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Palisade plums are perfect autumn fare

Sue Barham
Special to the Daily
Special to the Daily Plum nectarine crumble
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The crisp Colorado climate is perfect for growing nearly all stone fruits, and the Western Slope town of Palisade is host to orchards of many. Pears, apricots, apples, cherries, plums, peaches and nectarines all benefit from the cool summer evenings and hot, windy days. The trees go dormant in winter, bloom in early spring and bear fruit from May through October.

Plums are a natural deciduous choice for the home grower. They are reliably prolific and demand less care than most fruit trees. In addition to the delicious harvest, the trees are a graceful touch to the home landscape.

Most plums fall into two categories – Japanese or European. The Japanese-American varieties produce large, clingstone fruit during late summer. They tend to have juicy yellow or red flesh and skin colors that range from crimson to black-red.

European plums are blue or purple with golden yellow flesh; they are freestone varieties. They tend to be more tart and less juicy than Japanese. These are the plums that are dried to what we know as prunes.

High in carbohydrates, low in fat and calories, all plum varieties are an excellent source of vitamins A and C, calcium, magnesium, iron, potassium and fiber. They can be eaten fresh off the tree, cooked in savory dishes or baked into desserts.

“With the onset of fall and hunting season, a plum glaze is a perfect match with game birds,” said Avondale’s Executive Chef Jeremy Kittelson. “Try this recipe for duck, cornish game hens, or squab.”

In desserts, the delicate flavor of plums works well with savory complements. Larkspur’s Pastry chef, Mark Metzger offers an elegant take on the homespun “crisp.” Adding blue cheese and a pinch of sage to the crumble is a delicious combination with the fruit.

2 inch stalk lemon grass

1/2 inch piece peeled ginger

1 Tablespoon minced shallot

1 garlic clove, minced

1 cardamom pod

1 clove

1 star anise

1-1/2 quarts plums, halved and pits removed

2 Tablespoons pomegranate juice

2 Tablespoons orange juice

1 teaspoon soy sauce

2 Tablespoons honey

2 Tablespoons red wine vinegar

1/8 teaspoon fish sauce

1/2 lime, juiced

Tie first seven ingredients in a sachet, then place it in a saucepan. Place remaining ingredients except lime and fish sauce in the pot and simmer on low until plums are very soft. Remove from heat. Add lime and fish sauce, puree until smooth. Adjust consistency with water if too thick. Use as a basting liquid for game birds or pork. Yield: 2 cups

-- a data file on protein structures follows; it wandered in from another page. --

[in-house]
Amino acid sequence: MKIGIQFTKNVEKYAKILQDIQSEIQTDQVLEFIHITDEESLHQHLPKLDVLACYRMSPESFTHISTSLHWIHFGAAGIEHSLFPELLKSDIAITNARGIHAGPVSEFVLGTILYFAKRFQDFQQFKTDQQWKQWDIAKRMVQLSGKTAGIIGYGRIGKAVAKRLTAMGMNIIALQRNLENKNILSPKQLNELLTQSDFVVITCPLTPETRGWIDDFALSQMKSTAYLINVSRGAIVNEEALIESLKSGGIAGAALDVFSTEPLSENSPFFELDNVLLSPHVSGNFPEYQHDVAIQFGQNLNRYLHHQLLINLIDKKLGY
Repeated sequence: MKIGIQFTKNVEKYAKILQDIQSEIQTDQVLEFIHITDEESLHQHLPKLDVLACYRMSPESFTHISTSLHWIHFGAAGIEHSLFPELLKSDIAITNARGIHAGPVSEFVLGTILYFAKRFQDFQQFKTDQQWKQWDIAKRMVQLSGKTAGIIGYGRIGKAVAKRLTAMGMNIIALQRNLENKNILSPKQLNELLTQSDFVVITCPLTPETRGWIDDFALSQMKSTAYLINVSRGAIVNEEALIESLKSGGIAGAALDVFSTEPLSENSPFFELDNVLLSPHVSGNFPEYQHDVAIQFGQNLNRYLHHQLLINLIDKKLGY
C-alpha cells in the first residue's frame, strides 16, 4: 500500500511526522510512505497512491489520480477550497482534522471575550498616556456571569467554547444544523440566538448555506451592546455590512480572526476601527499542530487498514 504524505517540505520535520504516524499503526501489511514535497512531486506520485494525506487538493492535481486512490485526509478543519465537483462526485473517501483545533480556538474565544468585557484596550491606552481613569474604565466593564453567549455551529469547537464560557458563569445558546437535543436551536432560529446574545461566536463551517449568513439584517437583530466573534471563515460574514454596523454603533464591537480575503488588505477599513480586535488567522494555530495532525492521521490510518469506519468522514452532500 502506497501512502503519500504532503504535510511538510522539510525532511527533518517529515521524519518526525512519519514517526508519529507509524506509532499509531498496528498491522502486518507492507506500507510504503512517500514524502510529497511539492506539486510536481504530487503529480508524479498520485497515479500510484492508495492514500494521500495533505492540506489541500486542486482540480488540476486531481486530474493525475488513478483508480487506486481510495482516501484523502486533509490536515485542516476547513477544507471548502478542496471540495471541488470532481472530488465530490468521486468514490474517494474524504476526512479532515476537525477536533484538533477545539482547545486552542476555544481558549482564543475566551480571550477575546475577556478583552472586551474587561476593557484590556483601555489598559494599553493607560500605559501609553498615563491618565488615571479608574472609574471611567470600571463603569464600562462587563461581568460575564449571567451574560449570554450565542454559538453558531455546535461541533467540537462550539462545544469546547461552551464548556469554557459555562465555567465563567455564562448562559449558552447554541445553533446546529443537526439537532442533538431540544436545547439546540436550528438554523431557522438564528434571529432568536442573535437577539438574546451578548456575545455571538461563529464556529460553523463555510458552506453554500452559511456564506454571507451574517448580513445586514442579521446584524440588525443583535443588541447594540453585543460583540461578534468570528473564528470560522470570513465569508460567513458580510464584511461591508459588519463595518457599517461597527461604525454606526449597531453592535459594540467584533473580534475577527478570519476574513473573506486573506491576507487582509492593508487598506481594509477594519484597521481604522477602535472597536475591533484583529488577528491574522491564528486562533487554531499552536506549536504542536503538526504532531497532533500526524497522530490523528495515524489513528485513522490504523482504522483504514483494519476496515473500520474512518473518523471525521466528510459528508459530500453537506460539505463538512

Dough

1 cup all-purpose flour

1/4 teaspoon salt

1/3 cup white sugar

3 egg yolks

2/3 cup butter, softened

1/2 teaspoon red wine vinegar

1 teaspoon vanilla extract

In mixer place flour, sugar, salt and cold butter. Mix until butter is the size of a pea and add yolks, vanilla, red wine vinegar. Mix until almost incorporated then continue by hand off the mixer until uniform. Wrap in plastic and let rest in fridge for 30 minutes. Roll dough to 1/8″ and fit into a 9 inch pie shell sprayed with cooking spray. Line the crust with parchment, fill with baking beans and bake for 15 minutes at 350° or until light brown and dry, set aside.

Plum-nectarine filling

3 cups chopped plums skins off (about 8-10 plums)

3 cups chopped nectarines skins off (about 5-6)

1/2 cup sugar

2-1/2 teaspoons corn starch

1 Tablespoon lemon juice

Toss all filling ingredients together.

Brown sugar crumb

1 1/2 cups all-purpose flour

3/4 cup light-brown sugar

1/3 cup granulated sugar

1/4 teaspoon salt

1/4 teaspoon cinnamon

1/8 teaspoon sage

6 ounces melted butter

1 ounce blue cheese, melted

Melt butter, let cool. Mix butter with blue cheese. Place all dry ingredients in a bowl and mix together to fully incorporate. Pour in melted butter and cheese and mix together until crumbly.

To assemble add filling to pre-baked pie crust. Top generously with crumb and bake for 20 minutes at 350° or until the fruit filling oozes and bubbles over the edges. One 9″ pie.

Sue Barham is the marketing director for Larkspur Restaurant and Restaurant Avondale. Larkspur, (larkspurvail.com) at the base of Vail Mountain, has been serving American Classics with a fresh interpretation since 1999. Avondale, (avondalerestaurant.com) opened in September 2008 in the Westin Riverfront Resort and Spa and features a West Coast inspired, market driven menu.


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